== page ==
So here you have the first contradiction -- but that's only on the domestic side. The main point is how one reconciles libertarianism, even the kind that is willing to appear under the Republican banner, with neocon-style, empire-building foreign policy. Some possibilities:

  1. Libertarianism for us, to hell with everyone else.  Another way of putting it is this:  Is "libertarian foreign policy" a contradiction in terms?  This position may be economically arguable, but it's politically (not to mention diplomatically) suspect and morally bankrupt. One could call it cynical. And yet it's not that uncommon a point of view. Is it because we believe that only Americans are fit for, and deserving of, liberty and that all others are invincibly ignorant and doomed to exist in hopeless squalor and perpetual night? Well... when one has a look at things that are going on in Africa and parts of the Islamic world, it would be tempting to come to that conclusion. But surely we haven't given up on at least setting an example... or have we? Can we be at once optimistic about our own future and despairing about the rest of the world? Or to put it another way, are we willing to leave them alone out of charity, or because we've given up on them?

    The practical consequences of this position are, basically, isolation combined with a strong defense – by which I mean real defense... defense of our borders, and nothing more. At least this would have the conceptual advantage of eliminating the bogus concept of “terrorism” -- there would only be us and them, and if they hate us we don't especially care why (vs. the obsessing that followed the events of 9/11). Job One of defense is to keep them from killing us and taking our stuff; we don't care about their motives. This would at least be a clean and uncluttered position. But it was not Mr. Scaife's.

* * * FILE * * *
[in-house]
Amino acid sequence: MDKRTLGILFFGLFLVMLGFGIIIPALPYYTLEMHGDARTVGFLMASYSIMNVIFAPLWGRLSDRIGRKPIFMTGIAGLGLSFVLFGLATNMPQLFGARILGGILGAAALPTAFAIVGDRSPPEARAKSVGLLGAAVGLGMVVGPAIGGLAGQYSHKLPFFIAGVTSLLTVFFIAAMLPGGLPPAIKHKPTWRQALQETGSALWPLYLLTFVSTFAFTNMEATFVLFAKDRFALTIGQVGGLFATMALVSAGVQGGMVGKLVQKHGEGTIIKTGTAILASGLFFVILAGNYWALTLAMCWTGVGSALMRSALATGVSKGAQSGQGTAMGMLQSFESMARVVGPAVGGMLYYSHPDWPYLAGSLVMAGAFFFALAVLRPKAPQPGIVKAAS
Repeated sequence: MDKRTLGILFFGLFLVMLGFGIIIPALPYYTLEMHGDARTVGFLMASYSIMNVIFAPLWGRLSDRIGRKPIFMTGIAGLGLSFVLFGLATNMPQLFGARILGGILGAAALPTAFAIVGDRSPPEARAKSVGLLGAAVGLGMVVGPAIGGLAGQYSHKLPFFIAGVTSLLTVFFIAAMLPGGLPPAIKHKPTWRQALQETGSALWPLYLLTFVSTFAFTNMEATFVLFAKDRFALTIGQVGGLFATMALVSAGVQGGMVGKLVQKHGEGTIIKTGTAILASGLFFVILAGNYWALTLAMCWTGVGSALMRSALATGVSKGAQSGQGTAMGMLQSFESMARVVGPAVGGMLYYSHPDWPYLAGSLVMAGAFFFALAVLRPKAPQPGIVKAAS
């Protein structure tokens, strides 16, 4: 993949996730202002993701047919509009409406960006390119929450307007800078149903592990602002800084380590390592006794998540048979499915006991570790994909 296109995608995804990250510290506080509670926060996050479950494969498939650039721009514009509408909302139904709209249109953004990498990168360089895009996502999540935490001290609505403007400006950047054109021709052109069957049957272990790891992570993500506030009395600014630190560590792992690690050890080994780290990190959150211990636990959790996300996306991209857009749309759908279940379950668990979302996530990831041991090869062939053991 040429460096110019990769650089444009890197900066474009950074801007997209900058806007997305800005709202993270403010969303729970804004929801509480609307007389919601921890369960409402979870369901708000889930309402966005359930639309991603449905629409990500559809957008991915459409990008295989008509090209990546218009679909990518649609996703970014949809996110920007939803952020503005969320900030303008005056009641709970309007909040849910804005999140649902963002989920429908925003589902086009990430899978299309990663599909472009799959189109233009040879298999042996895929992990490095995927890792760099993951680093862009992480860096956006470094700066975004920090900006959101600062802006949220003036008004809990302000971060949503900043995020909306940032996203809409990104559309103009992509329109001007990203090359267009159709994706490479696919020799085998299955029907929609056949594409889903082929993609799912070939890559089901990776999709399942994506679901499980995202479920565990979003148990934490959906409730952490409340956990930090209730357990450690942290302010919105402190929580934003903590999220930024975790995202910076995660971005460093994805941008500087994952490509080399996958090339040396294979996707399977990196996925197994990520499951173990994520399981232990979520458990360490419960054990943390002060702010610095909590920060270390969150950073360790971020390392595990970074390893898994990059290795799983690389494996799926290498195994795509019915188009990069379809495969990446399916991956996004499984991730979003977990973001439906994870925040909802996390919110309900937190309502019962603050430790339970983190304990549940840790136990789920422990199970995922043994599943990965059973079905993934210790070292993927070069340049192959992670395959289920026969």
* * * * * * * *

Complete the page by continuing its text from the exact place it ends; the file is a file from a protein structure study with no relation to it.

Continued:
2. Libertarianism for us, and spread the blessings abroad. This is close to being the core of the stated neocon position, as represented by the Republican Party, “talk radio”, and – yes – the “Tea Party”. Liberty is good for us, and it would be good for the rest of the world as well, if only they could be convinced. And it's not enough for us to just set an example, we have to jam it down their throats by, first, invading, then taking over their governments, installing our stooges as “leaders”, and hitting them with (after the drones have done their thing) a barrage of propaganda, social workers, etc. Call it “tough love” on an international scale. This was standard operating procedure in Iraq as it is in Afghanistan... and the question is not how well it works, because it doesn't. The question is, was this actually our intent? And my position is that it wasn't, no matter how many purple thumbs come filing out of polling stations in the middle of the desert. We insist on some trappings of democracy in order to validate our actions to the international community (on those rare occasions when we care what they think), but the real agenda is otherwise. It's about conquest for its own sake, number one... and economics, and neutralizing threats to Israel, and... well, that's about it, actually. It's about making some people very rich, increasing the power and scope of government (domestically, note), and producing “war presidents” (and every boy born in a log cabin wants to be one of those, right?). It's not even about gaining military victories; just ask anyone in the military (OK, ask the honest ones who haven't been brainwashed). Wars in our time are notoriously victory-proof, and intentionally so, I might add. No one ever got rich from a “cakewalk”; what produces fortunes is a long, drawn-out conflict with no end, no exit criteria, no nothing – preferably not even a “war”, because people still have this funny, old-fashioned idea that wars ought to result in victory – in winners and losers.